Our Restaurants Are Failing. How Are Food Delivery Apps Thriving?
It was the invoice from hell.
Many of us saw the viral from a couple of weeks ago, when Chicago restaurant owner Giuseppe Badalamenti posted his March invoice from food delivery app Grubhub. After being docked for commissions, fees, adjustments and promotions, all that remained of his pizza joint’s $1,042.63 in pickup and delivery sales: a measly $376.54.
Badalamenti’s example, while extreme, sheds light on what is becoming an increasingly onerous problem for restaurants as we enter the third month of the coronavirus shutdown: crushing delivery app fees that can hover around 30% of the total cost of an order.
Leveling such steep commissions on an industry with notoriously thin profit margins does not help restaurants in the best of times. During a pandemic, it is hastening their demise.
Los Angeles must follow examples set by San Francisco and New York by setting caps on the commissions that delivery apps can collect from restaurants until they are able to resume full dine-in service. It should also adopt similar legislation to that passed in Chicago, which requires the delivery apps to present a clear and of fees to diners.
At the very least, delivery apps should be forced to cap their fees on small, independent restaurants and chains. Ordering from McDonald’s or Taco Bell? Sure, charge them the full amount.
My capitalist brain works as well as anyone’s, and I get that delivery apps are businesses with money of their own to make, investors to answer to and employees to pay. But services like Uber Eats and Grubhub are serving a record number of customers during a time when many struggling restaurants are seeing barely any.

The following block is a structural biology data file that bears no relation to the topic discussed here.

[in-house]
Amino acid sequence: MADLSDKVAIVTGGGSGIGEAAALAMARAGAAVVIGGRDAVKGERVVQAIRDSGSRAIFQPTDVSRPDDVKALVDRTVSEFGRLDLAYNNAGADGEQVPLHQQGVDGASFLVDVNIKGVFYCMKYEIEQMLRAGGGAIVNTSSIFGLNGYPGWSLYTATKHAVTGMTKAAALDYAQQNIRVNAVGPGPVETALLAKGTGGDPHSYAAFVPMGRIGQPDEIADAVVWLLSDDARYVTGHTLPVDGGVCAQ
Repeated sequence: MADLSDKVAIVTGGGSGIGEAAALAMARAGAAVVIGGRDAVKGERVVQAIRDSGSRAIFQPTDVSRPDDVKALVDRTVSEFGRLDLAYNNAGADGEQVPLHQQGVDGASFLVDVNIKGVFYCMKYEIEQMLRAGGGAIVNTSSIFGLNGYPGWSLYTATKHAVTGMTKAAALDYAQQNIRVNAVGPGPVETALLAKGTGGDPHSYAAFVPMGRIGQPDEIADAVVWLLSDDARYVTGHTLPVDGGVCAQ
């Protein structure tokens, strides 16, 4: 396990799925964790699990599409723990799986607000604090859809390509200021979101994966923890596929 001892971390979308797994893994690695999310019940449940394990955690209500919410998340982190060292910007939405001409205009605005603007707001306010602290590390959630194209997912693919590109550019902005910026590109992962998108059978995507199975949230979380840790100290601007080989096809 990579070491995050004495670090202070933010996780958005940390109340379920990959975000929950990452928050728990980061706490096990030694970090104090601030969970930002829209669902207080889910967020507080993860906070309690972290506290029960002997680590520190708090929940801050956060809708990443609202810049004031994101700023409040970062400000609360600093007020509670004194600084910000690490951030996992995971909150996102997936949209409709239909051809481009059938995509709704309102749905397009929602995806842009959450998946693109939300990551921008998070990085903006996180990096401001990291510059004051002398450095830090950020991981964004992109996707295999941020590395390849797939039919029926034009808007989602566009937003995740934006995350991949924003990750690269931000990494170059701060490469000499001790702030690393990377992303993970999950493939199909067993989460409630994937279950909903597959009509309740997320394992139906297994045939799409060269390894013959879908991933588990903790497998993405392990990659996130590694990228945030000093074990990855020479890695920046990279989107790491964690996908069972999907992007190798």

Restaurants have little recourse but to play ball: Tapping on a smartphone to order dinner is easy, and many diners don’t feel comfortable leaving their homes to pick up food right now. Most restaurants, meanwhile, don’t have their own drivers in house: Besides the cost to employ them, it’s also a legal headache. (App delivery workers have their own problems — they’re struggling to while trying to keep safe )
Before the shutdown, Anca Caliman, co-owner of Lemon Poppy Kitchen in Glassell Park and Parsnip in Highland Park, said that less than 15% of her restaurants’ revenue came through apps. Now it’s more than half, which means her profit margins are thinner.
Caliman called dealing with the delivery apps a “necessary evil.”
“Even before the madness, it was just a terrible deal no matter how you slice it,” she said. “The fees are just too high. Restaurant profit margins are maybe 5% on average.
“Then to have a delivery service charge between 20% and 30% is just crazy. And the way they present themselves: ‘You’re going to get so many more orders.’ 1,000 orders at 30% off does not help.”
Lack of transparency in the fee structure is an additional frustration. Caliman said that when she first spoke to Grubhub two years ago, she was quoted a 10% fee. “When you talk to a salesperson on the phone, they promise you everything,” she said.
She estimated the actual amount she pays on Grubhub orders is between 25% and 27%.
“Nothing that they do seems like it’s in the best interest of their customers.”
Caliman wants to ditch Grubhub but feels pressure to maintain a presence on the apps, despite the way their fees can often eliminate her chance of making any money on what she’s selling.
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